Dinosaur Kale - October 2, 2005
Putting the Ppatch to bed for the winter is always a bit sad. I look at all the earthworms, the compost we made and all the sunflower seeds scattered around and I get excited for next year. Every year, I grump at the huge cosmos stalks, some the diameter of corn stalks and I vow to pull them up when they are small. They are so pretty, especially the ones that are variegated. I say the same about my cornflowers until I rip up the wiry plants and wish I had a machete.
This year we had a nice crop of tomatoes, mostly pastes (juliet and family) picked up at the U. District Farmer's Market from Billy's Garden and Langeley Fine Gardens. Both of these folks grow great plants and we try and give them the best care possible.
We tried something new this year, a Caspian Pink tomato and it just didn't do well. The tomatoes cracked (we did not overwater) and then just didn't ripen. I was truly disappointed as I could have happily planted another nice paste tomato in its place.
The kale went crazy, as did the chard. We didn't get a lot of carrots this year, but since our devoted carrot eater is no longer with us, it didn't seem to matter as much. We had a bumper crop of summer squash, basil and raspberries, but staples such as lettuce, beets and dahlias just seemed to wither.
I have to say that the summer travel schedule probably did not contribute to the state of the P-patch, but a lot of these things are pretty hardy. Next year, I hope to concentrate on a few dependables -- kales, tomatoes,lettuce that will not bolt, basil, summer squash, acorn squash and shallots. These are all things we'll devour. I will plant more interesting glads than last year (too much pink) and make sure my zinnias are also represented.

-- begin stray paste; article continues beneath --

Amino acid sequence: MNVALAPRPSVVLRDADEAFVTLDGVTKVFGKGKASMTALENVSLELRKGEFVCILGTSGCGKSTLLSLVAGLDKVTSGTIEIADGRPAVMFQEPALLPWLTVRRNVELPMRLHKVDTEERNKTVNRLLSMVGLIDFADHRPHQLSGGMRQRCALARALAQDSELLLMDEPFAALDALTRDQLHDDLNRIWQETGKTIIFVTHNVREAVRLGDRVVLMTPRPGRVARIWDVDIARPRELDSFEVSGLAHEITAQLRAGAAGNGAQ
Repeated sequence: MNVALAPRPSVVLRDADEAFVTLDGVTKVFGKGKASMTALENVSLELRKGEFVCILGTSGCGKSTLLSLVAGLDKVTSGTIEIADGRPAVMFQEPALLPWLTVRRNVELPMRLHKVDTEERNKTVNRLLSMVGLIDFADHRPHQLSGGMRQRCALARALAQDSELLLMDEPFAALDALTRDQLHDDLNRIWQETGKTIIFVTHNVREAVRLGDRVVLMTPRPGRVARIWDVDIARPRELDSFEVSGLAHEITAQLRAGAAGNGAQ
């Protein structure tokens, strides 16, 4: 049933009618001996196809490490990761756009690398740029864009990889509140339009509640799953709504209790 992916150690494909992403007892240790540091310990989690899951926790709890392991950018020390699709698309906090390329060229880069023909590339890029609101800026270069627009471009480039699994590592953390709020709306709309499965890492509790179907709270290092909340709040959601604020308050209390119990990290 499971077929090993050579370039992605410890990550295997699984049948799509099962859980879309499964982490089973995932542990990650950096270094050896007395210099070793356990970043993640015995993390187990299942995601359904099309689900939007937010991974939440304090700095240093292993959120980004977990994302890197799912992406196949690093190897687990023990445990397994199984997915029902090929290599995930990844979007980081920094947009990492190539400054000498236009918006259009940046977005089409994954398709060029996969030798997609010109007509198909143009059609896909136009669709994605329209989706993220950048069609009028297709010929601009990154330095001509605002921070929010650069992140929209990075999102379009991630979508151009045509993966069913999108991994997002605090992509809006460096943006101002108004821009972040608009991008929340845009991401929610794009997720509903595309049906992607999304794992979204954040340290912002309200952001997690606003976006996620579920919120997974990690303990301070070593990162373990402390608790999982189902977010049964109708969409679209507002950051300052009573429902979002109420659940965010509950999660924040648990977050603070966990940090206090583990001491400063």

The P-Patch program is an amazing thing. I have been a P-Patcher at the Picardo site for the last 16 years, I have a house with a large garden, but you couldn't keep me away from the soil that I have helped build for anything. Even when I curse our long season bed that is full of quack grass and bindweed, I love the 'Alister Stella Gray' rose that blooms in the spring, my huge asparagus bed, the peonies, and the raspberries that bear from June to October.
Go to the City of Seattle Ppatch program website to get more information about community gardens in Seattle. Click here for information on community gardening in general.
A bit of a diversion, which I am very fond of:
Trader Joes now has dried cape gooseberries. Tart, tangy and never seen here before. This is a very cool thing.
What I am listening to today: Screaming Trees - Invisible Lantern, Levity soundtrack, I-10 Chronicles....and trying to learn this new project management colloboration software...
Oh, I guess I could go on, but the weather is nice and I want to whack back the wisteria.